The upcoming presidential election is seen as one of the most important in generations, in that it not only dictates the future direction of the US for decades, but potentially the very nature of the country’s democracy going forwards. Due to this, and the strength of emotions on either side of Donald Trump, there is estimated to be a record turnout at this election.
But the US has long had a history of low voter turnout. In a recent analysis of OECD countries, the US placed 26th out of 32 countries for levels of voting. And that means that even with a record turnout the forecast is still only for a potential 65% of people to vote. Even with a potentially history-defining election around 85 million people won’t vote. So what can be done to grow participation in the election and the level of voter turnout? Behavioural science offers some interesting insights into how this could be achieved.
One of the most important considerations the Trump and Biden campaigns should note is social norms. Social norms are what people perceive to be acceptable and unacceptable behaviours. We often underestimate how much of an impact they have on our actions and how much we adapt our behaviour to fit them.
In 2004, Robert Cialdini ran an experiment to test what messaging would encourage people to conserve more energy. He tested a range of messages on residents in San Diego; firstly that residents should conserve energy to help future generations, secondly to save money and lastly, that others in the neighbourhood had already started reducing their energy use. The only message of the three that had a positive impact was the final message, proving that people don’t change behaviour based on rational persuasion, but to conform to those around them.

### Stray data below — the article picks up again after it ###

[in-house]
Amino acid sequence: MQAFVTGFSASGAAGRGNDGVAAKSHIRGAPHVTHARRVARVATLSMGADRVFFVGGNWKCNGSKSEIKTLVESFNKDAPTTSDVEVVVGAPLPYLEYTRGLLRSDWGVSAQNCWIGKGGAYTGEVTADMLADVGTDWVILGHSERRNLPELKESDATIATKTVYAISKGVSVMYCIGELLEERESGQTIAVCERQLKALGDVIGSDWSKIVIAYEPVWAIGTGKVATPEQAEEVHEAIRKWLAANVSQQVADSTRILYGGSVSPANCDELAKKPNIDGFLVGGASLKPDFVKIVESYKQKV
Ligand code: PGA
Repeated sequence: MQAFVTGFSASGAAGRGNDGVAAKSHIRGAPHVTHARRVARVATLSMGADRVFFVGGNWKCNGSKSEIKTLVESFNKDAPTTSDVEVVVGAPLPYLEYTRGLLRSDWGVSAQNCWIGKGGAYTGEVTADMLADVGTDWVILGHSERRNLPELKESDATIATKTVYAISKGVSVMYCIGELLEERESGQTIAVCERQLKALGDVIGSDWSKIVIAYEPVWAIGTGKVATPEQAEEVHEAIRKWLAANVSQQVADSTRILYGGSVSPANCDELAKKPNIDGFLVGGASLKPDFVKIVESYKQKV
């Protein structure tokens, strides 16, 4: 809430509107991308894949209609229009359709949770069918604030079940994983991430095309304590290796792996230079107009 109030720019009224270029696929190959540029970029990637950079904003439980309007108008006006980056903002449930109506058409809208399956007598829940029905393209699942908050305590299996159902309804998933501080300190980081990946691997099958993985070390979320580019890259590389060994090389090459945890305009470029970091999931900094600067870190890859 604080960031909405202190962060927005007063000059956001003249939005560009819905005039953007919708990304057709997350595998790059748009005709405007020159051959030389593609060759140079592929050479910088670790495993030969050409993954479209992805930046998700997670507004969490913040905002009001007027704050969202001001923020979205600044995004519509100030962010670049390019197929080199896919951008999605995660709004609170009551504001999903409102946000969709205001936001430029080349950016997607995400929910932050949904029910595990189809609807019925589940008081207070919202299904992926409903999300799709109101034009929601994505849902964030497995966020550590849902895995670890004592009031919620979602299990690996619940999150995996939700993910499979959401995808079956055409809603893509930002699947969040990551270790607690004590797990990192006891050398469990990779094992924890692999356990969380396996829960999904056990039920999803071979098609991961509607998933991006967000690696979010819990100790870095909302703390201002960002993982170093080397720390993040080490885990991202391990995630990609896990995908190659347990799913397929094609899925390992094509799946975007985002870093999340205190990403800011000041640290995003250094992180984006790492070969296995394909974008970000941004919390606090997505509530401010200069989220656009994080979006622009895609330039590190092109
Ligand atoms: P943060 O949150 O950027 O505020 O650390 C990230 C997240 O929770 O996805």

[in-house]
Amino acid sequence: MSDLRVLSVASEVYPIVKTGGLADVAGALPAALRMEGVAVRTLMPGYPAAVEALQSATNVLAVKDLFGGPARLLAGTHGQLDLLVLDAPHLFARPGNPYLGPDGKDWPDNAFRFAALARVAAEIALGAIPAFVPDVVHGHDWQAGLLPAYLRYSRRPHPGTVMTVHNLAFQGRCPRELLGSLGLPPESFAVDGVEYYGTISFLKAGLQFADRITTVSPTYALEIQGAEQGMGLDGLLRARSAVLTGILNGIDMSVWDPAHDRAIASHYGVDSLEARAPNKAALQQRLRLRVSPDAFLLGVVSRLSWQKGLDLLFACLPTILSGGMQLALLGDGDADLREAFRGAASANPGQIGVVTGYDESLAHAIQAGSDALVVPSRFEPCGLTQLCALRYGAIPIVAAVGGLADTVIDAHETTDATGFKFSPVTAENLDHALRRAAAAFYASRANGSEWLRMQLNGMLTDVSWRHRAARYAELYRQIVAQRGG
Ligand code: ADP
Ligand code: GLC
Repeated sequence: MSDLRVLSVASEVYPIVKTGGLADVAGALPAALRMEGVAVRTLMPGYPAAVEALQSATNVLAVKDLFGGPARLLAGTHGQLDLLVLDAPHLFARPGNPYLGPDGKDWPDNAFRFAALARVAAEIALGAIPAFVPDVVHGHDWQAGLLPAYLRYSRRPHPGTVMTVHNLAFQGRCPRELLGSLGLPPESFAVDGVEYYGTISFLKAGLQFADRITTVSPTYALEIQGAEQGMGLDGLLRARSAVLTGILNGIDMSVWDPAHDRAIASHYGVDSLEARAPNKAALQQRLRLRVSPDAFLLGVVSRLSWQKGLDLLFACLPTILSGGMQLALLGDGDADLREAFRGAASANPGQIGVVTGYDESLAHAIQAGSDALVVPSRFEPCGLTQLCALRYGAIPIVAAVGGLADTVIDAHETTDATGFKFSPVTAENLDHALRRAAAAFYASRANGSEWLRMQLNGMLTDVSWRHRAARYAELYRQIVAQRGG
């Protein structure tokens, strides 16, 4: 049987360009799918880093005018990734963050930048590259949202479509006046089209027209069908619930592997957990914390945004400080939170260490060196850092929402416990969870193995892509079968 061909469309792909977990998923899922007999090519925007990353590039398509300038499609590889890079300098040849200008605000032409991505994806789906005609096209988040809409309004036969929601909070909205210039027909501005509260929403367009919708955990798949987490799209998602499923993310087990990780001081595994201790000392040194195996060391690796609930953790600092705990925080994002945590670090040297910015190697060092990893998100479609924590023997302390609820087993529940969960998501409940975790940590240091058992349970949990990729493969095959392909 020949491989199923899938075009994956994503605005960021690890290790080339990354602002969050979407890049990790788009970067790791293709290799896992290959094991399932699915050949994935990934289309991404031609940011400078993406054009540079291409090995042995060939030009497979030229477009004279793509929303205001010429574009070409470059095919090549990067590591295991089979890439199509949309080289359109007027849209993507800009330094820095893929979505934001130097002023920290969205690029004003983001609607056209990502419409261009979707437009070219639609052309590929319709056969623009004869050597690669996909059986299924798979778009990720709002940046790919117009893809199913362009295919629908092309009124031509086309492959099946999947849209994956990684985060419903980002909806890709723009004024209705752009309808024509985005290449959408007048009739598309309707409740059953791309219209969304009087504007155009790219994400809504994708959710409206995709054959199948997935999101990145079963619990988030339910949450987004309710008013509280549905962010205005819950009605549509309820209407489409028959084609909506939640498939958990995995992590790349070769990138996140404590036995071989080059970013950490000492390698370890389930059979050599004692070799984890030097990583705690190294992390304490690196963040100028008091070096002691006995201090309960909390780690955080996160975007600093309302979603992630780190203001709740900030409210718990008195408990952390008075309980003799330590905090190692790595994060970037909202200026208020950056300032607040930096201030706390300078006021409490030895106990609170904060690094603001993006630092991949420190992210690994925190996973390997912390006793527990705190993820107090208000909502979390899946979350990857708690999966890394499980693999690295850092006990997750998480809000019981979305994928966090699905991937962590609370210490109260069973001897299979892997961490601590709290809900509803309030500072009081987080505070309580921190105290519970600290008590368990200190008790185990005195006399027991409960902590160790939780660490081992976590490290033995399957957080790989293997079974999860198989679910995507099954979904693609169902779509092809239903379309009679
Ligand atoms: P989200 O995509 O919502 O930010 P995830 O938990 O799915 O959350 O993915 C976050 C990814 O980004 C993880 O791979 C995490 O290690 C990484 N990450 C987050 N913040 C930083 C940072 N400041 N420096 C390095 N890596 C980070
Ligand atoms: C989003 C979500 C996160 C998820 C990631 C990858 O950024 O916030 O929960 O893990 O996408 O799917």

The Obama campaign applied this insight in 2008, announcing that there would be a record turnout at the election. They did this because they knew that people would follow what they perceived everyone else was doing and vote.
People also respond to negative social norms. If they perceive others aren’t voting then they will not turn up themselves, especially if they already feel a low sense of civic duty. It is therefore important that both campaigns try to mitigate news stories about low turnout with potential supporters.
The final consideration with social norms is that they are often more powerful when they are localised or come out of someone’s social group. Campaigns should therefore send report cards showing the levels of voting in someone’s area. And it is why social media companies can be powerful by enabling people to show they have voted to their network of friends. Any tool or messaging that can capture and display how many people in someone’s circle have voted already, or plan to vote, will be powerful at increasing voter turnout.
Many people plan to vote but fail on the day. This is due to a combination of reasons such as optimism bias, procrastination and time inconsistency. We are generally much worse forward planners than we think.
One way to overcome this is to encourage people to make a plan for how they are going to vote*. This can be done by door knocking, calls or broadcast campaigns (in the press or advertising). This increases voting partly because it helps overcome barriers on the day, from lack of time to forgetting ID.
This approach works because of commitment bias. The act of saying what we will makes us feel an urge to stick to it so that we are consistent with our own self-view. By saying we will vote and making a plan to do it we are more likely to follow through. Interestingly, this bias also means it is useful to remind people they have voted in the past, so that they feel a need to be consistent with their past behaviour.
Behavioural science is not a panacea to voting. Particularly in the US, it can only work alongside other key strands of activity – for example improving postal voting during the pandemic – but alongside these key elements it can add an extra layer of insight and can help the Trump and Biden campaigns increase levels of voting. Often at limited cost.
This was written by Will Hanmer-Lloyd and originally published in The New European.